Charlie Cook has been looking closely at the tea leaves for the 2014 mid-term elections and has pronounced himself befuddled.
It could be a wave election — for either side, he thinks. Or it could be a micro-election where, as Tip O’Neill famously said, “All politics is local.”
There’s a case to be made for either type, and Cook lays out his rationale in National Journal:
Although it is far too soon to make any conclusions about what kind of election we will see in 2014, with just over 15 months to go before the midterm balloting, today’s environment seems to suggest that both of the overarching dynamics described before could take place. Republicans have made no progress in improving their party’s standing with the electorate overall, or for that matter with minorities, women, young voters, and those self-described moderates. Social and cultural issues continue to plague their party among many young and some women voters. Intransigence among conservatives in the party seems to be preventing the GOP congressional leadership from trying to lance the immigration boil. Even deeper cuts in discretionary domestic spending are providing considerable cannon fodder for Democratic media consultants, who are preparing ads for next year. Not to mention that a government shutdown would be considerably more likely to damage Republicans than Democrats.
On the other hand, voters increasingly seem to have hit the mute button on President Obama. They are no longer listening to him, and his approval numbers seem to be dropping by about a point every three weeks. This does not seem to be because of any of the so-called scandals that got Republicans so worked up during the winter and spring, but more because voters have a perception of Obama as a not particularly effective leader. They tend to give him points for having good intentions on most issues, but they see him as ineffectual. Add to that growing concern over the Affordable Care Act, with only a third of Americans telling pollsters that it will help the nation’s health care situation, and less than a quarter who believe that it will help their own family’s health care. While retiring Sen. Max Baucus referred to the implementation of the ACA as a “train wreck,” other Democratic members are remaining silent. From what we can tell, members of the president’s party are experiencing growing anxiety as they go back to their states and districts and are confronted with constituents who are considerably less than enthusiastic about the new law.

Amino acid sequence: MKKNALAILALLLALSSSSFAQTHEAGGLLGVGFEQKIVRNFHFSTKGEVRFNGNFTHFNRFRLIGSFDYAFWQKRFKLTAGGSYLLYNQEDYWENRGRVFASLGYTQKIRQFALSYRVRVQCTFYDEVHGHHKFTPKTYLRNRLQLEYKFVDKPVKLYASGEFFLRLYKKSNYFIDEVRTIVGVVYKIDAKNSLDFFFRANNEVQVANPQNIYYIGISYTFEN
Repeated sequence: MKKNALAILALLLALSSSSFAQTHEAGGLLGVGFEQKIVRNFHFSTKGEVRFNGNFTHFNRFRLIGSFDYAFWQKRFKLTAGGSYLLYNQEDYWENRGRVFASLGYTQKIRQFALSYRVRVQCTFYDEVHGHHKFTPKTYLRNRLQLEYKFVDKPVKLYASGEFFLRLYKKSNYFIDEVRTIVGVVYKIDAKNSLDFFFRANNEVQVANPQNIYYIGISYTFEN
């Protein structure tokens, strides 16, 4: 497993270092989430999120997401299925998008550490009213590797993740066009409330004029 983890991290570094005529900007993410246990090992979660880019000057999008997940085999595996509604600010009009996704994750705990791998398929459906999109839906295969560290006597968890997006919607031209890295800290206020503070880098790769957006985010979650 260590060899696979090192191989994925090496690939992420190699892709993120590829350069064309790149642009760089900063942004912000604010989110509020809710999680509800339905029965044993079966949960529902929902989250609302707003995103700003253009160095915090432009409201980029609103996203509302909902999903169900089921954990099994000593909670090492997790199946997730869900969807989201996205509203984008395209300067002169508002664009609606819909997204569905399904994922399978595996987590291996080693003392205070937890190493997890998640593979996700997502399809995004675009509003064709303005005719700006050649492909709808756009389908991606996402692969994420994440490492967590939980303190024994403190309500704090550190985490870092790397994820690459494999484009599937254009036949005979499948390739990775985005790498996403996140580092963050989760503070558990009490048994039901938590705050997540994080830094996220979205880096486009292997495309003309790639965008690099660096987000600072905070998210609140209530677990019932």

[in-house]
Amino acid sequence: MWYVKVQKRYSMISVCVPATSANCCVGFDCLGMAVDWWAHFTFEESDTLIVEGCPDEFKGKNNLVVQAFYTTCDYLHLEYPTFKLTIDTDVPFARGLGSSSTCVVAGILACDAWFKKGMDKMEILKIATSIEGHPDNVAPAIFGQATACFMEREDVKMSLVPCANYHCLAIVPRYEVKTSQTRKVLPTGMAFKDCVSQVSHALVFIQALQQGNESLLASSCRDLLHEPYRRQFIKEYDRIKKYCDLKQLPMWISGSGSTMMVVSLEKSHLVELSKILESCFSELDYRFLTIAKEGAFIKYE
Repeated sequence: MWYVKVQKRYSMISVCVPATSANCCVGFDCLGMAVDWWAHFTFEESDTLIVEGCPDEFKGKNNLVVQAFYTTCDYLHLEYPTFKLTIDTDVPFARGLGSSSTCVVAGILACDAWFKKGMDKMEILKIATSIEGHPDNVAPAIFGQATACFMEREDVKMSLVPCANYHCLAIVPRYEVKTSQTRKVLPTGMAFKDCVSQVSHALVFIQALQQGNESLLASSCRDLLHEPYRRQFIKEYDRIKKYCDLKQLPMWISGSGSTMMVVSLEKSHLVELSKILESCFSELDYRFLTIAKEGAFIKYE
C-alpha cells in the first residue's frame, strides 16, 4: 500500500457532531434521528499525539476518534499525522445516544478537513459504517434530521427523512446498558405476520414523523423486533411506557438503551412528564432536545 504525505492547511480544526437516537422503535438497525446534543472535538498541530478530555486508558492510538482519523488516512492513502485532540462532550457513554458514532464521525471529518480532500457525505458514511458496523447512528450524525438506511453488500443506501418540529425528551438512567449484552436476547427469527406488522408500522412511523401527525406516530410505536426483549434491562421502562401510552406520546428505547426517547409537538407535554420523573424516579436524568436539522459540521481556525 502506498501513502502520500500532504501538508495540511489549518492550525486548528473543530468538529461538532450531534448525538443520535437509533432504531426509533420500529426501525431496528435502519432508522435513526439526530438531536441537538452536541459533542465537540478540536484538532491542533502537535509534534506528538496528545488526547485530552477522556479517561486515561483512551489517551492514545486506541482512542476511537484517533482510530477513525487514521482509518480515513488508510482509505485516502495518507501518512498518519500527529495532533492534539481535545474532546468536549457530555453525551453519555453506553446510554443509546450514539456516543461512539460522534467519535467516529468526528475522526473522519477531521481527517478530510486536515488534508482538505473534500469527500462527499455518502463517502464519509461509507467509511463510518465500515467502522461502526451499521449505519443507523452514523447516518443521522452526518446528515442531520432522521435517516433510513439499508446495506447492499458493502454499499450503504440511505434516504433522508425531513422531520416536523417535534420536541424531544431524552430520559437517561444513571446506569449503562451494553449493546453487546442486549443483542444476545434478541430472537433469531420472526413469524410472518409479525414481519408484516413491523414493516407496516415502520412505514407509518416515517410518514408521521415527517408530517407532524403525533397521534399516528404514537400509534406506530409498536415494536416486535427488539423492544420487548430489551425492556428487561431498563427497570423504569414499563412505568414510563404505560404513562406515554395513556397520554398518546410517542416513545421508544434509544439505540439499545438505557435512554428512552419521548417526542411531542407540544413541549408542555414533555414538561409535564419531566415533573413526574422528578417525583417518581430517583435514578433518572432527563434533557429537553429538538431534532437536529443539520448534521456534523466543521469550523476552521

Mush all these factors together, and there is a chance they just might cancel each other out. The combination could also simply create a turbulent situation that does not uniformly benefit either party but creates pitfalls for both Democrats and Republicans alike.
There is still a good chance for a wave election for either side, but it will depend on local economic conditions and perhaps, just how screwed up the Obamacare rollout gets. People’s expectations about Obamacare have been lowered considerably which makes me think that everyone is expecting a train wreck. Of course, if it proves to be more of an annoyance than a catastrophe, that may redound in favor of the Democrats.
But politics is so muddled right now, Cook’s idea that there will be surprises on both sides in both the House and the Senate and that when the smoke clears, things will not have changed that much is looking pretty good.